The doctors at SouthOMS, as Board Certified oral and maxillofacial surgeons, are uniquely qualified to treat facial trauma. As maxillofacial experts, we are well versed in emergency care, acute treatment, and long-term reconstruction and rehabilitation – not just for physical reasons but emotional as well. Injuries to the face, by their very nature, impart a high degree of emotional, as well as physical trauma to patients. The science and art of treating these injuries require special training, experience and an understanding of how the treatment provided will influence the patient’s long-term function and appearance.
Drs. Schultz, Perciaccante, Anderson, Keyser and Smith are trained, skilled, and uniquely qualified to manage and treat facial trauma.
They are on staff at local hospitals and deliver emergency room coverage for facial injuries, which include the following conditions:
- Facial lacerations
- Intra oral lacerations
- Avulsed (knocked out) teeth
- Fractured facial bones (cheek, nose or eye socket)
- Fractured jaws (upper and lower jaw)
What Leads to Facial Trauma?
There are numerous causes of facial trauma such as gunshot wounds, stabbings, motor vehicle accidents, accidental falls, sports injuries, interpersonal violence, and work-related injuries. Types of facial injuries can range from simple lacerations and fractures to crushing injuries of the face or total destruction or avulsion of facial structures.
When soft tissue injuries such as lacerations occur on the face, they are repaired by suturing. In addition to the obvious concern of providing a repair that yields the best cosmetic result possible, care is taken to inspect for and treat injuries to vital structures such as facial nerves, salivary glands, and salivary ducts (or outflow channels). Our physicians are exceptionally trained oral and maxillofacial surgeons and are proficient at diagnosing and treating all types of facial injuries to restore full function and aesthetics.
Bone Injuries of the Maxillofacial Region
Fractures of the facial bones are treated in a manner similar to fractures in other parts of the body. The specific form of treatment is determined by various factors, which include the location of the fracture, the severity of the fracture, the health of the existing teeth, and general overall health of the patient. When an arm or a leg is fractured, a cast is often applied to stabilize the bone to allow for proper healing. Since a cast cannot be placed on the face and jaws, other means have been developed to stabilize and treat facial fractures.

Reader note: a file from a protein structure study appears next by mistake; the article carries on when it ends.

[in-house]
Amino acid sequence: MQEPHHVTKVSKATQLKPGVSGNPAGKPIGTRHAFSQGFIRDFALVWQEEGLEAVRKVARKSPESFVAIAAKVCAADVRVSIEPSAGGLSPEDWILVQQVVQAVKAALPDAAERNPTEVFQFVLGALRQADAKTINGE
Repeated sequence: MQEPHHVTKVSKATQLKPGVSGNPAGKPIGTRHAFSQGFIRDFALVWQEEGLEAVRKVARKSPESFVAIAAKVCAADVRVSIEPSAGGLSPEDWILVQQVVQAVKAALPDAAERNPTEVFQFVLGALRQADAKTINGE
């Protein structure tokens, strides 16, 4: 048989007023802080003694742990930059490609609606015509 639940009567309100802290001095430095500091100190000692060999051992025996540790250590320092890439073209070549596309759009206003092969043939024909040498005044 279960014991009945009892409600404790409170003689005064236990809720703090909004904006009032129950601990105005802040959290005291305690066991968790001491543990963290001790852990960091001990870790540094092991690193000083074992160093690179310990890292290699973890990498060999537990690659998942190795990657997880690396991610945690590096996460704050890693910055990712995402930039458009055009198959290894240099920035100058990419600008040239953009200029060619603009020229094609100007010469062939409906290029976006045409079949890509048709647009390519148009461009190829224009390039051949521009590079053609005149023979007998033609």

Certain types of fractures of the jaws are best treated and stabilized by the surgical placement of small plates and screws at the involved site. This technique of treatment can often allow for healing and may eliminate the need to have the jaws wired together. This technique is called “rigid fixation” of a fracture. The use of rigid fixation has profoundly improved the recovery period for many patients, allowing them to return to normal function more quickly than in the past.
The treatment of facial fractures should be accomplished in a thorough and predictable manner. More importantly, the patient’s facial appearance should be minimally affected. An attempt at accessing the facial bones through the fewest incisions necessary is always made. At the same time, the incisions that become necessary, are designed to be small and, whenever possible, are placed so that the resultant scar is minimized and hidden.
Injuries to the Teeth & Surrounding Dental Structures
Isolated injuries to teeth are quite common and may require the expertise of your general dentist as well as multiple dental specialists. Oral surgeons usually are involved in treating fractures in the supporting bone or in replanting teeth that have been displaced or knocked out. These types of injuries are treated by one of several different methods of splinting (stabilizing by wiring or bonding teeth together). If a tooth is knocked out, it should be placed inside the mouth alongside the cheek if possible. Otherwise, the next best option is storing in milk or a balanced saline solution. The sooner the tooth is re-inserted into the dental socket, the better chance it will survive. Therefore, the patient should see a dentist or oral surgeon as soon as possible following the injury. If the event occurs after normal office hours, proceed to an Emergency Room. Never attempt to wipe the tooth off, since remnants of the ligament that hold the tooth in the jaw are attached and are vital to the success of replanting the tooth. You may be referred to other dental specialists such as an endodontist, to have root canal therapy performed on the injured tooth. If injured teeth cannot be saved or repaired, dental implants are often utilized as replacements for missing teeth. Dental implants are currently the most advanced treatment for replacement of missing natural teeth.